ISLAMABAD: The threatened long march coupled with resignations from the national and provincial assemblies by the opposition Pakistan Democratic Movement and a series of counter-moves by the government reflect the brinkmanship of the two sides determined to overpower each other in the political arena.
These initiatives have been described as “smart moves and master strokes” by one analyst and are aimed at rattling each other. Both sides are desperate to emerge victorious in the emerging scenario and are struggling to outwit one another.
Meanwhile, a senior opposition leader told The News on condition of anonymity that the component PDM parties are likely to be in the electoral field for the Senate elections and the by-polls for seven national and provincial assembly seats scheduled for February. “Senior PDM leaders are meeting on a daily basis and will soon come up with their decision on the issue.”
He added: “Till the time we say goodbye to the assemblies, we are not going to leave the electoral field open to the government to have an easy ride in the Senate and the by-elections.”
As the PDM finally announced that it would collect the resignations of the federal and provincial lawmakers of its constituent parties by December 31 and launch its long march at the end of January, the government set in motion certain moves to frustrate the opposition’s protest.
First came a statement from Prime Minister Imran Khan that polls to half of the Senate would be held in February before the time stipulated in the Constitution and Elections Act, 2017. The statement generated a heated political debate over whether the electoral exercise can be moved to a time of the prime minister’s choosing. Regardless of its legal implications, it did to some extent distract public attention from the announced opposition steps for a while.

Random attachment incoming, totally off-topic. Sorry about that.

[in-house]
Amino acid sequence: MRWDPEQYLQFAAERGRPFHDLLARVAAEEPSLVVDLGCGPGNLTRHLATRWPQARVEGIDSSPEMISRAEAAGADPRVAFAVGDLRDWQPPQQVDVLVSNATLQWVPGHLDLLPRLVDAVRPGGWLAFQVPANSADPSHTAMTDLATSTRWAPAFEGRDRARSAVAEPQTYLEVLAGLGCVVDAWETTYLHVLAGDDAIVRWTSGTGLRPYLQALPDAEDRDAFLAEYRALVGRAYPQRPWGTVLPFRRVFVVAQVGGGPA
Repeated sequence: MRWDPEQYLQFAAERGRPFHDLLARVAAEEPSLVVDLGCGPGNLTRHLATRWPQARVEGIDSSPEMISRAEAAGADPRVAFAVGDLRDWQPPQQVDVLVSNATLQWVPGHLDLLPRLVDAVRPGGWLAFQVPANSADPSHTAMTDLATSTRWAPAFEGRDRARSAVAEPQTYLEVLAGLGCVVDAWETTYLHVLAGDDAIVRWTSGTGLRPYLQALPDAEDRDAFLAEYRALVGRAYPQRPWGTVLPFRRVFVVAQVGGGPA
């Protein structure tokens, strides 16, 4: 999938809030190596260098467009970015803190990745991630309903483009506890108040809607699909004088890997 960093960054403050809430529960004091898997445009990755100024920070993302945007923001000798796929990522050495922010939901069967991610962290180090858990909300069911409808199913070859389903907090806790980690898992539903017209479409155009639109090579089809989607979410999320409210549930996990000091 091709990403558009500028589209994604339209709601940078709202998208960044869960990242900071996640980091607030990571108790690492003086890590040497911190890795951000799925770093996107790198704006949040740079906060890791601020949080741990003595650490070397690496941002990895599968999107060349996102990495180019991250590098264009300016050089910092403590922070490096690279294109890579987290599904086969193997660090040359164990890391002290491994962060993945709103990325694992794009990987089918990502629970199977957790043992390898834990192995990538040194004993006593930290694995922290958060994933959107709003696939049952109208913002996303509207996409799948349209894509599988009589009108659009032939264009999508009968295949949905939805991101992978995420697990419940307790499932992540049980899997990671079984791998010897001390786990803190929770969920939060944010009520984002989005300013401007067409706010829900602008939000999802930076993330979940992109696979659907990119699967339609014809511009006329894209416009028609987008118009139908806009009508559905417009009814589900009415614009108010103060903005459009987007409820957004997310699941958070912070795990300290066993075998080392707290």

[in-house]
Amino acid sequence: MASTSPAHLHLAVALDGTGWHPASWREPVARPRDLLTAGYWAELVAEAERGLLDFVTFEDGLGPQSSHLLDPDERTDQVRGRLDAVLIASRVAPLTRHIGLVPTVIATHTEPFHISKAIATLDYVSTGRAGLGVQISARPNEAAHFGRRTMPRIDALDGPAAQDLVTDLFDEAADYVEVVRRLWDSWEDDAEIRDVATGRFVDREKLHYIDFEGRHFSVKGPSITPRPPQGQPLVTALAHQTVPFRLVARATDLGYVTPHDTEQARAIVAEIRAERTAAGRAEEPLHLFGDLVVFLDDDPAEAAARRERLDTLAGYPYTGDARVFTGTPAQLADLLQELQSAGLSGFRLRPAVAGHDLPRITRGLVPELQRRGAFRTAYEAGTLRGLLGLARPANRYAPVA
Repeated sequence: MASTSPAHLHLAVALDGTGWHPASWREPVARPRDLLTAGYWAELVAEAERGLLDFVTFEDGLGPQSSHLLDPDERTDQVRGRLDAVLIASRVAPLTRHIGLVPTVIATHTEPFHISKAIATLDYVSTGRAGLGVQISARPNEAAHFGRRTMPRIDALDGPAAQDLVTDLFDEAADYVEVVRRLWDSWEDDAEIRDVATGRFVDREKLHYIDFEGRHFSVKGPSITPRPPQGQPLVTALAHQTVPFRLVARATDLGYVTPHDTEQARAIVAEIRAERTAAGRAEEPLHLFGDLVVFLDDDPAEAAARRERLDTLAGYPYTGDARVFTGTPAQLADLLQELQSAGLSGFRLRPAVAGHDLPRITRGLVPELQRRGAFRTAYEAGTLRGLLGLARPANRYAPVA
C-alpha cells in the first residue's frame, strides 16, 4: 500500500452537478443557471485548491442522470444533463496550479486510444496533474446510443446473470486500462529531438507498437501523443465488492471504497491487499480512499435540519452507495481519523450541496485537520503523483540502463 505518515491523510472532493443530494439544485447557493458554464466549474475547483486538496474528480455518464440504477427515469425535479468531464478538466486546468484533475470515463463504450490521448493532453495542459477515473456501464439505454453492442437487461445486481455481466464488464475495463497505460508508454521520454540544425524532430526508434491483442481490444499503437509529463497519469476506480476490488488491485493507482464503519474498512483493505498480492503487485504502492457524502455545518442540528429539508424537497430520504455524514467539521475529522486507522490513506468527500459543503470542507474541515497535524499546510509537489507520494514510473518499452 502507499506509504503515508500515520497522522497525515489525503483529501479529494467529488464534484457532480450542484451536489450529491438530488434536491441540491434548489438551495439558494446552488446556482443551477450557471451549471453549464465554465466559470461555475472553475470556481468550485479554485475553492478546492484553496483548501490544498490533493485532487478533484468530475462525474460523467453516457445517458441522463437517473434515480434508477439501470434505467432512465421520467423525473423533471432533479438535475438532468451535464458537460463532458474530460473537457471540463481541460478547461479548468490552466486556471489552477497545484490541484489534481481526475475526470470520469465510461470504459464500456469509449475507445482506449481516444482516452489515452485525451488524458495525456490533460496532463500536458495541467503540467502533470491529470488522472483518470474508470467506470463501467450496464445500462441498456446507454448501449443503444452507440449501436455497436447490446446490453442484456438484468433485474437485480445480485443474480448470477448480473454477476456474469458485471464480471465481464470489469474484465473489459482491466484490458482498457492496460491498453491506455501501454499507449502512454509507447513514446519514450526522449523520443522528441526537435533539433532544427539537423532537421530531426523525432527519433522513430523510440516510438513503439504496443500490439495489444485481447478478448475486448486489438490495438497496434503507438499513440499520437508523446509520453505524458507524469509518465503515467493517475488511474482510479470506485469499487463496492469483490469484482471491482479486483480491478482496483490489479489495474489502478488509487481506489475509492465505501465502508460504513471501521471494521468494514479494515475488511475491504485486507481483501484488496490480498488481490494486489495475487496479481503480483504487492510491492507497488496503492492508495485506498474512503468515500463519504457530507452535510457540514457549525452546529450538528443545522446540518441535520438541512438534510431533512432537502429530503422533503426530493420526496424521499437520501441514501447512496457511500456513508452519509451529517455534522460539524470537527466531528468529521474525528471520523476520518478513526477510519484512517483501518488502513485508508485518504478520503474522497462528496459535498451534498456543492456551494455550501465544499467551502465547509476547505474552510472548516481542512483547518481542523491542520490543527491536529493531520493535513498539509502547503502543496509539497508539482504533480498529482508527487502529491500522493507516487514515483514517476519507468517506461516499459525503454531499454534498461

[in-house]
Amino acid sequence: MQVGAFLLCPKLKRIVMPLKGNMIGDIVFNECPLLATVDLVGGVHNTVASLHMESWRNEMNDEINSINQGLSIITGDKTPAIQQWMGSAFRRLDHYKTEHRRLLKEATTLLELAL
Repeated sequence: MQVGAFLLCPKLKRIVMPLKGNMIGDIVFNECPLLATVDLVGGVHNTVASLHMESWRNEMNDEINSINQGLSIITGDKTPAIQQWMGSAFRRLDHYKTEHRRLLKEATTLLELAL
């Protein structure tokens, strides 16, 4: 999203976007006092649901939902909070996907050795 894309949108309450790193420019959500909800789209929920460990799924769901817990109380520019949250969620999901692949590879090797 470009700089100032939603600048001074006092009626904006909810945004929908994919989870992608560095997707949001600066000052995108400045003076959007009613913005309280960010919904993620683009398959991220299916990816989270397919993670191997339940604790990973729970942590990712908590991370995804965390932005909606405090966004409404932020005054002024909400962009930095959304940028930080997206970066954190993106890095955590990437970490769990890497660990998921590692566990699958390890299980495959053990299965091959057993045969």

However, it was soon pointed out by legal experts that the Senate elections cannot be brought forward to a time legally and constitutionally fixed for it. After silently watching the prolonged public discussion, the Election Commission of Pakistan (ECP) has now gone along with this view and made a formal statement on the subject.
The ECP has also displayed some haste in deciding to hold by-elections for seven national and provincial seats. Just 20 days ago, it had postponed the by-polls on a recommendation of the National Command and Operation Center (NCOC) because of the fast spread of the Covid-19 pandemic.
The ECP was expected to review the situation regarding the by-elections on December 31, but it released the schedule for the by-polls on December 21 despite the fact that there has been no let-up in coronavirus infections that continue to show an upward trend.
The keenness of the Pakistan People’s Party (PPP), which is an important component of the PDM, to vie for the by-elections became evident when its representatives from Sindh participated in the ECP deliberations on the subject whereas no one else attended from the three other federating units. An obvious reason for the PPP’s eagerness was to clinch two Sindh assembly seats (PS-43 and PS-88) to add to its strength to get the maximum benefit in the Senate elections from the provincial legislature.
Another counter-move from the government to the opposition’s protest was its decision that the Senate elections would be held through an open ballot rather than a secret vote. Debate also focused on the show of hands system, which created unnecessary confusion and again helped divert public attention from the PDM’s campaign.
It was long known to the government as well as all and sundry that the Senate elections would be held prior to March 11 next year. Despite that, no official action was taken to introduce the open ballot system. Rather, the government preferred to go to the Supreme Court for guidance just a few weeks before the elections. This at a time when the PDM had unfolded its schedule of final protest.
It is still not clear how and when the PDM will implement its two principal decisions amidst the Senate polls and by-elections, and even after that. We know that by December 31, resignations are to be collected by the heads of the parliamentary parties. But when they are to be handed over to the concerned speakers is still unclear. In addition, the duration of the long march has still not been made public and it is still unclear whether or not it will be converted into a sit-in in the federal capital and for how long.
As far as the February 16 and February 19 by-elections are concerned, one national and provincial seat each in Punjab will be contested from Sialkot and Gujranwala. In KP, by-elections for one federal and provincial seat each will be held in Nowshera and Kurram. In Sindh, the contest will be for two provincial seats and in Balochistan, one contest will be held for a provincial assembly seat from Pishin.
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